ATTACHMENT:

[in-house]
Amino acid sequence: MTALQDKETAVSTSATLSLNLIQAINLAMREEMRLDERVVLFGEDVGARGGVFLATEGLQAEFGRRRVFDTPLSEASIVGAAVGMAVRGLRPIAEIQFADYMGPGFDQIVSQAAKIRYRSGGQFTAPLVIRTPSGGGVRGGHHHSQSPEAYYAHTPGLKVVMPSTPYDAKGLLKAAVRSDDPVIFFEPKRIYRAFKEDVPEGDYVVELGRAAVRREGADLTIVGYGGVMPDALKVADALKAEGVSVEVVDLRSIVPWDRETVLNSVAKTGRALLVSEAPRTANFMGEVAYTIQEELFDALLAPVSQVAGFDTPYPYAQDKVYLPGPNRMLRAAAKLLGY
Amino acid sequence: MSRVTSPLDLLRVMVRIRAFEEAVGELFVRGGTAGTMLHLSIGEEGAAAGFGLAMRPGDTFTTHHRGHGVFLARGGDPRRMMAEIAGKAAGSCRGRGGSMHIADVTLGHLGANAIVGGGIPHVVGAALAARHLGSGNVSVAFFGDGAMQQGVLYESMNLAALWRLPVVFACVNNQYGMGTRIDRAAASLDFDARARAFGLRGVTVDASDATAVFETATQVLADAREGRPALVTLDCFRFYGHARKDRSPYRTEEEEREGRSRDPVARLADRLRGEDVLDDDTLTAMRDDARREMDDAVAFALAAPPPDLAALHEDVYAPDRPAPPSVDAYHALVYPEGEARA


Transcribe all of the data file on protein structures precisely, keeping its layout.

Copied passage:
[in-house]
Amino acid sequence: MTALQDKETAVSTSATLSLNLIQAINLAMREEMRLDERVVLFGEDVGARGGVFLATEGLQAEFGRRRVFDTPLSEASIVGAAVGMAVRGLRPIAEIQFADYMGPGFDQIVSQAAKIRYRSGGQFTAPLVIRTPSGGGVRGGHHHSQSPEAYYAHTPGLKVVMPSTPYDAKGLLKAAVRSDDPVIFFEPKRIYRAFKEDVPEGDYVVELGRAAVRREGADLTIVGYGGVMPDALKVADALKAEGVSVEVVDLRSIVPWDRETVLNSVAKTGRALLVSEAPRTANFMGEVAYTIQEELFDALLAPVSQVAGFDTPYPYAQDKVYLPGPNRMLRAAAKLLGY
Amino acid sequence: MSRVTSPLDLLRVMVRIRAFEEAVGELFVRGGTAGTMLHLSIGEEGAAAGFGLAMRPGDTFTTHHRGHGVFLARGGDPRRMMAEIAGKAAGSCRGRGGSMHIADVTLGHLGANAIVGGGIPHVVGAALAARHLGSGNVSVAFFGDGAMQQGVLYESMNLAALWRLPVVFACVNNQYGMGTRIDRAAASLDFDARARAFGLRGVTVDASDATAVFETATQVLADAREGRPALVTLDCFRFYGHARKDRSPYRTEEEEREGRSRDPVARLADRLRGEDVLDDDTLTAMRDDARREMDDAVAFALAAPPPDLAALHEDVYAPDRPAPPSVDAYHALVYPEGEARA